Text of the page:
I’ve spent the past three months showing IT, finance and procurement leaders ways to think and act strategically during this unprecedented period of COVID IT management through our series of BrightTalk webinars, our 15-session virtual event Technology Expense Management Expo, and in discussions with many of Amalgam Insights’ subscribers.
In this blog, I am going to switch gears into some tactical guidance for overseeing technology on a day-to-day basis based on both my practitioner background and a set of interviews I conducted for a recent research initiative on benchmarketing technology management initiatives. This tactical advice is critical as IT does its part to eliminate as much spending waste as possible so the organization can save or bring back jobs. Within each enterprise, nonprofit, government agency, or other organization, IT has the power and the responsibility to cut IT costs and save jobs. Benchmarking technology environments will go a long way toward achieving that goal.
A Quick Review on COVID IT
Amalgam Insights sees the IT department as a primary steward of the business with the tools, insights, and ability to save money that the organization may turn around and use to fund salaries or stockpile. When IT can find and remove $100,000 or more in unnecessary spending, it has conserved enough cash needed to bring back a job. Cash management and job creation are the crucial mandates in 2020.
Getting to that point demands effort. Since April 2020 when COVID became a core driver for technology, I’ve been hosting webinars and writing blogs that give IT, finance, and procurement leaders a roadmap. As a short refresher, start by following the IT Rule of 30, which states that every unmanaged IT spend category (network, cloud, telecom, mobility, SaaS, etc.) contains, on average, 30% in waste.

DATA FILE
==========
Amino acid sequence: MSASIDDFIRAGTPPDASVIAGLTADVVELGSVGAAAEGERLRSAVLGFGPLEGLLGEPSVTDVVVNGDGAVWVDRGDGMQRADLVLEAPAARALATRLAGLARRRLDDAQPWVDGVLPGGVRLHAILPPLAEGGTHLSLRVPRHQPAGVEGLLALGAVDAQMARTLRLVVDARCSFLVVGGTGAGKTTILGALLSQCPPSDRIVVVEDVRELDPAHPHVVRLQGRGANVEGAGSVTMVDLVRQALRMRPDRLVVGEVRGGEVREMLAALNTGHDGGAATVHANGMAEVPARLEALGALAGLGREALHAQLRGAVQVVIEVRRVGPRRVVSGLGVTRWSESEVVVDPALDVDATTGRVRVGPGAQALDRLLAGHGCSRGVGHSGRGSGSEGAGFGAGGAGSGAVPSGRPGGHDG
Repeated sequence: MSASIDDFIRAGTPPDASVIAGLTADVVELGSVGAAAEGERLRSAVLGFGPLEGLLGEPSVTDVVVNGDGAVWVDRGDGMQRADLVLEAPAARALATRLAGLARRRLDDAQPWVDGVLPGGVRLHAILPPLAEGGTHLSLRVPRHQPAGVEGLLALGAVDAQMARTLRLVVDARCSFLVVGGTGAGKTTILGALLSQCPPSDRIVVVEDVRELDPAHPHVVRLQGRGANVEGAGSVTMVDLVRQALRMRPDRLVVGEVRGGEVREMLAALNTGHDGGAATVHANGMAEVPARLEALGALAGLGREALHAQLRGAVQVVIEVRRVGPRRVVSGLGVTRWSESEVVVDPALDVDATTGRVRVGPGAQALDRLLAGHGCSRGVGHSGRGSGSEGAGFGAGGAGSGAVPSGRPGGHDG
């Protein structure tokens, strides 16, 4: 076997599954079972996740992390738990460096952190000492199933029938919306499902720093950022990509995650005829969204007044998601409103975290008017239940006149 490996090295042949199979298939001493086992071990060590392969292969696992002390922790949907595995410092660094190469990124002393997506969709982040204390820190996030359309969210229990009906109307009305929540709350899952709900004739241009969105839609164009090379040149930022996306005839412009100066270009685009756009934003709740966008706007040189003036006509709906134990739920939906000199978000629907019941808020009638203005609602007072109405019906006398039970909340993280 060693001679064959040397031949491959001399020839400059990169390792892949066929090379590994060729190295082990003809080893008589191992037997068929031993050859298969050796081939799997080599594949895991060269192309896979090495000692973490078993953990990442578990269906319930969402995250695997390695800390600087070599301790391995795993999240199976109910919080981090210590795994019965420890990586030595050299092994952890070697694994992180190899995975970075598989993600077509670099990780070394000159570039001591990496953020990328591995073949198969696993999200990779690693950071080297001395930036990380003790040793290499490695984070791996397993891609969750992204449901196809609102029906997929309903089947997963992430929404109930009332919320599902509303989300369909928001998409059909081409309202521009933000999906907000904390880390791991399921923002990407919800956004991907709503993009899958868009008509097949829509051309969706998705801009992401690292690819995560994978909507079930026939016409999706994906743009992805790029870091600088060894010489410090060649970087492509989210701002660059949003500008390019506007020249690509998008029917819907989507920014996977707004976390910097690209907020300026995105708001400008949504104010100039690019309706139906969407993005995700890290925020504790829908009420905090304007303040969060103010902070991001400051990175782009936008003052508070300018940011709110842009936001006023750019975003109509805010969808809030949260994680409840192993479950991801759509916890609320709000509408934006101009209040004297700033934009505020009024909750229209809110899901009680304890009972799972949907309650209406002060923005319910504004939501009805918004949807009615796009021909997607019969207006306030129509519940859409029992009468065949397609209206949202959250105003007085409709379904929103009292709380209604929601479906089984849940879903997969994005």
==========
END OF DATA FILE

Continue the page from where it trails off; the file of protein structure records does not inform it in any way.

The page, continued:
Make sure you have exited the survival stage of COVID IT and entered Stage 2 (securing the business) or Stage 3 (auditing the environment). At this point, savvy organizations have already benchmarked their current technology environment compared to their pre-COVID spend, as Amalgam Insights recommended completing this stage in the first three months of COVID quarantine to maximize savings. But if you haven’t started, the time to do this is now. Benchmarking will provide a clear picture of where the organization can get rid of waste and make sure that IT, finance, and accounting professionals are taking appropriate measures.
Making Technology Expense Management Productive: Start With the Invoice
Expense management practices start with invoice management. Approaching this domain with poor discipline and consistency results in immediate lack of control. As a starting point, the cost of processing technology invoices exceeds that of handling a standard invoice for almost any other part of the organization. Amalgam Insights estimates that the average IT subscription invoice costs between $35 and $95, which is far above what the average business invoice costs. Cloud, telecom, SaaS (Software as a Service), and mobility invoices come with an extreme amount of detail. Combing through these bills for inaccurate charges consumes time and attention. For the most part, organizations estimate the cost of standard invoice processing at $5-$10 per invoice; this accounts for labor, office supplies, and due diligence. The value for processing IT invoices, however, can run as much as ten times higher.
Why? IT invoices feature so many more line items, surcharges, taxes and fees than others. Amalgam Insights recently interviewed 17 organizations to better uncover the situation. We found that the base invoice processing cost stands at $10 and can go up to $20.
Then, there’s another $10-$30 for parsing, or digging into all the line items. (Incidentally, we discovered that telecom analysts managed an average of 645 line items per hour during manual audits. Within those records, our clients identified dispute points worth between $306 and $800. All this speaks to why parsing is so difficult and how it increases invoice-processing expenses.)